MAJOR SPOILERS AHEAD!
Consider yourself warned!
When Bioshock Infinite hit last March, I was floored. The gameplay was fun, Columbia was an interesting and vibrant world to explore, but more than anything, I was impressed with the storytelling. Here was a game that could be discussed, analyzed, and debated all while being a blast to play. Much has been said of Infinite’s storytelling prowess, but I want to focus on an aspect that doesn’t get as much attention. Infinite made superb use of anachronistic music, songs from an era different (say 1960) than the time period the story is set in. (1912 in the case of Bioshock Infinite)
I had just entered Columbia for the first time. I marveled as I walked through a fantastic square teeming with live and color, with the impressive image of Zachary Comstock standing tall in front of me. As I left the square, I heard a familiar tune coming from somewhere nearby. I had to think for a second, “Wait, is that the Beach Boys?” No sooner does this thought enter my head, when a floating stage appears before me carrying a barbershop quartet singing Brian Wilson’s classic “God Only Knows”. While initially jarring, it soon felt completely natural to hear this song as I walked through Columbia, overhearing phrases such as “…following the Prophet” and “Beware the False Shepherd.”
You are slammed with overtly religious imagery as soon as you enter Columbia; in fact, you have to be baptized before you can even enter Columbia proper. So, despite not coming out for another 50 plus years after the game’s 1912 setting, it made sense to hear God Only Knows. Why wouldn’t these people be singing a song with God in the title? Looking at the title alone, the song seemed to perfectly signify what the people of Columbia believed. “God Only Knows” the proper way to act, think, and behave. On this level, the song serves the purpose of helping to further cement the religious overtones found in Columbia, but it also works on a different level that only became apparent once I had completed the game (and thanks to a random message board user, whose name I don’t remember).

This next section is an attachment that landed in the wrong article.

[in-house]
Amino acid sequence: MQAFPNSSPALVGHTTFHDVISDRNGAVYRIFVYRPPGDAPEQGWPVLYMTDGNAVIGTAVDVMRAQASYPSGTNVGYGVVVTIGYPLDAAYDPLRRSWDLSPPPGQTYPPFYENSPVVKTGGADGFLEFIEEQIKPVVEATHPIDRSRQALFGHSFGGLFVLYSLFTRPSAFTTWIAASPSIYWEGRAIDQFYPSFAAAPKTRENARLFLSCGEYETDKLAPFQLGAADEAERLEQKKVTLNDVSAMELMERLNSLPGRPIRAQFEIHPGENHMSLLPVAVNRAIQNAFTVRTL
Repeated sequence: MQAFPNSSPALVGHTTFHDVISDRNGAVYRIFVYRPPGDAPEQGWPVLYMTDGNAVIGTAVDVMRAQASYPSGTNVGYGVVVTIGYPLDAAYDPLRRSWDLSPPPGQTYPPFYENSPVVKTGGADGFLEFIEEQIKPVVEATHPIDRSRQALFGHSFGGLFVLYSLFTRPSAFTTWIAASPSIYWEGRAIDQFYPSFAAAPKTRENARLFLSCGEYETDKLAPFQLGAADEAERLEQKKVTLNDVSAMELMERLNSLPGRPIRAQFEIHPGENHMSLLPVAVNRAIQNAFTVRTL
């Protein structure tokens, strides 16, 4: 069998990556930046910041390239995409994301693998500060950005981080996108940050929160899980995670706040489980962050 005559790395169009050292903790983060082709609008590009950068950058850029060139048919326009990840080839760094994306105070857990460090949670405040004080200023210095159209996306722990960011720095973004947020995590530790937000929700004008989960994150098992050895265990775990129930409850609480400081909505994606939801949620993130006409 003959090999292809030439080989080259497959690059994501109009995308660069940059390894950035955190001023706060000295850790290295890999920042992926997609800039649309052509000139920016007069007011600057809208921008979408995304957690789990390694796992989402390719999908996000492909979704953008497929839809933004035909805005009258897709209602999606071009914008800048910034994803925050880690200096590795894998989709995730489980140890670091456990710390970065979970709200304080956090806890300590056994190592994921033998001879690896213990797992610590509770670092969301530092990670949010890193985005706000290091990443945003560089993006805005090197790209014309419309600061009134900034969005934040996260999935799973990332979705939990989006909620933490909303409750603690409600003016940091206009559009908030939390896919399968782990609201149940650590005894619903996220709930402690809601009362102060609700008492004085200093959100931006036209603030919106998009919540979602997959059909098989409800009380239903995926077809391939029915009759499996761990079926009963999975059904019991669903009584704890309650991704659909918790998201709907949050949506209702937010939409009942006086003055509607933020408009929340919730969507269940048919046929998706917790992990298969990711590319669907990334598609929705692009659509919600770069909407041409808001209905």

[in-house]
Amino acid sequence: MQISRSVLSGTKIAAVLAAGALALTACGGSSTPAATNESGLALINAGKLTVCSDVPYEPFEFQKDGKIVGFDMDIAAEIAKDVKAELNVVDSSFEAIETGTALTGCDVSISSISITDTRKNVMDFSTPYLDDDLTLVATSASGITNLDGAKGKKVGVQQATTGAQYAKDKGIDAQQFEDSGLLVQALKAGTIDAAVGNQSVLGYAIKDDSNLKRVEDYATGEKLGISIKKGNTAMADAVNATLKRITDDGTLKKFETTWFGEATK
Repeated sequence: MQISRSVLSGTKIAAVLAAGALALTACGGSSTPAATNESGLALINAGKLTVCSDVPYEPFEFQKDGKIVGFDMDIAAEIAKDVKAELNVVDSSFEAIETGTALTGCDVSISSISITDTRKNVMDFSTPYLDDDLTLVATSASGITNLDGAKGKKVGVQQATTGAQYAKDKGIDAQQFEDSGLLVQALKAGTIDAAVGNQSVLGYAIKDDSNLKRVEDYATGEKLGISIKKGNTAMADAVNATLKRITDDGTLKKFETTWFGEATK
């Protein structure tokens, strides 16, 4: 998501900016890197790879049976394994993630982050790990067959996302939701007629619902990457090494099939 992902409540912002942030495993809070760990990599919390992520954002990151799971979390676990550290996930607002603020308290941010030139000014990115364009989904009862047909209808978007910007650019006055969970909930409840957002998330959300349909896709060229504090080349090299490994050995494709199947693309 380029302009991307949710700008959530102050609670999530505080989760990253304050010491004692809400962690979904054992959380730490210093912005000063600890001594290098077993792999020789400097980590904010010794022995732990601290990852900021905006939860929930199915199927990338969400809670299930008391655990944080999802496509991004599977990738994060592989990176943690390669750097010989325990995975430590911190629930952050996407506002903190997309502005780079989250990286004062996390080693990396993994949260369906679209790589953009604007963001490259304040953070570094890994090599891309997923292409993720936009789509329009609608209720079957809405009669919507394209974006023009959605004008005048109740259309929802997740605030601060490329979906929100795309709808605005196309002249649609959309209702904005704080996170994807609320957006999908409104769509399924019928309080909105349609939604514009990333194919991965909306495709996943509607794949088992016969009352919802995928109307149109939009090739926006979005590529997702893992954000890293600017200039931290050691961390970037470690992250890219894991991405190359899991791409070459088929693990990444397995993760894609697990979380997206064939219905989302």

The line in the chorus is “God only knows what I’d be without you”, which upon reflection, condenses all of the complexities of Booker DeWitt/Zachary Comstock, and their respective relationships with Elizabeth/Anna, into one perfect line. You can imagine Booker uttering this into his whiskey bottle, reflecting on the shambles his life has fallen into without Anna. It could apply to Future Elizabeth, staring down at a New York City aflame, wondering how her life could be different if Booker had managed to save her. And it certainly applies to Comstock, who became a tyrannical zealot, without Anna ever being a part of his timeline. The theme of constants and variables, of the decisions and actions that define who a person becomes, is perfectly encapsulated in this song that appears within the first ten minutes of the game.
This is just one example of Bioshock Infinite’s unparalleled use of anachronistic music to help tell its story. The use of “Fortunate Son” during the revolt, or “Girls Just Wanna Have Fun” as Elizabeth takes in the beach, free for the first time in her life, are equally effective. And of course, there is “Will The Circle Be Unbroken”, repeated many times throughout the story, succinctly summing up the overall theme of the game. It isn’t just a gimmick; in fact, the anachronistic nature is what makes the songs work so well. Being popular songs from a different era draws attention to them, but covering them a style of music prevalent in 1912, helps them fit in with the world of the game. I sincerely hope more game devs take the care in their music choices that Ken Levine has made here.
* Fun Fact: “God Only Knows” was the first pop song to prominently feature the word “God”. There’s your rock history lesson of the week.